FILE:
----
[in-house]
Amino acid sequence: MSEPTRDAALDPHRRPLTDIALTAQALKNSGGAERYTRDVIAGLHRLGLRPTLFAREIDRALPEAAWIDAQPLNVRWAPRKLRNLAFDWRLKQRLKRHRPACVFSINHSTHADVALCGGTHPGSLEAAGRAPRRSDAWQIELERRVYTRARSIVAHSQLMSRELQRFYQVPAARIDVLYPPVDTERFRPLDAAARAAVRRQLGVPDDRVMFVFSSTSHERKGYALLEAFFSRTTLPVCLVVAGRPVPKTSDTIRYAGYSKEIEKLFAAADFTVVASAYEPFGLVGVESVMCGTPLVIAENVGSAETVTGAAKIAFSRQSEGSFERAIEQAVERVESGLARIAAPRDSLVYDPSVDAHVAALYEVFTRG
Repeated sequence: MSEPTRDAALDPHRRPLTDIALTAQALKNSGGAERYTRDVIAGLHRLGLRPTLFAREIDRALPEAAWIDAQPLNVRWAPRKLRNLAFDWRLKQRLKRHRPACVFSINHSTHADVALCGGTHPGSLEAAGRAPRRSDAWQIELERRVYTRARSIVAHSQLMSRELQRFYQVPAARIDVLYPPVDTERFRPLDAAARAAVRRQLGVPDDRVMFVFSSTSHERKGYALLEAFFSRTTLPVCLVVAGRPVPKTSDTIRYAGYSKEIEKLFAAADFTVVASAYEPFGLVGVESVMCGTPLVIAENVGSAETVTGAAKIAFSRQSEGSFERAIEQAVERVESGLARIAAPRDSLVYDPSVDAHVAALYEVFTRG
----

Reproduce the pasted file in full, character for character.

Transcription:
[in-house]
Amino acid sequence: MSEPTRDAALDPHRRPLTDIALTAQALKNSGGAERYTRDVIAGLHRLGLRPTLFAREIDRALPEAAWIDAQPLNVRWAPRKLRNLAFDWRLKQRLKRHRPACVFSINHSTHADVALCGGTHPGSLEAAGRAPRRSDAWQIELERRVYTRARSIVAHSQLMSRELQRFYQVPAARIDVLYPPVDTERFRPLDAAARAAVRRQLGVPDDRVMFVFSSTSHERKGYALLEAFFSRTTLPVCLVVAGRPVPKTSDTIRYAGYSKEIEKLFAAADFTVVASAYEPFGLVGVESVMCGTPLVIAENVGSAETVTGAAKIAFSRQSEGSFERAIEQAVERVESGLARIAAPRDSLVYDPSVDAHVAALYEVFTRG
Repeated sequence: MSEPTRDAALDPHRRPLTDIALTAQALKNSGGAERYTRDVIAGLHRLGLRPTLFAREIDRALPEAAWIDAQPLNVRWAPRKLRNLAFDWRLKQRLKRHRPACVFSINHSTHADVALCGGTHPGSLEAAGRAPRRSDAWQIELERRVYTRARSIVAHSQLMSRELQRFYQVPAARIDVLYPPVDTERFRPLDAAARAAVRRQLGVPDDRVMFVFSSTSHERKGYALLEAFFSRTTLPVCLVVAGRPVPKTSDTIRYAGYSKEIEKLFAAADFTVVASAYEPFGLVGVESVMCGTPLVIAENVGSAETVTGAAKIAFSRQSEGSFERAIEQAVERVESGLARIAAPRDSLVYDPSVDAHVAALYEVFTRG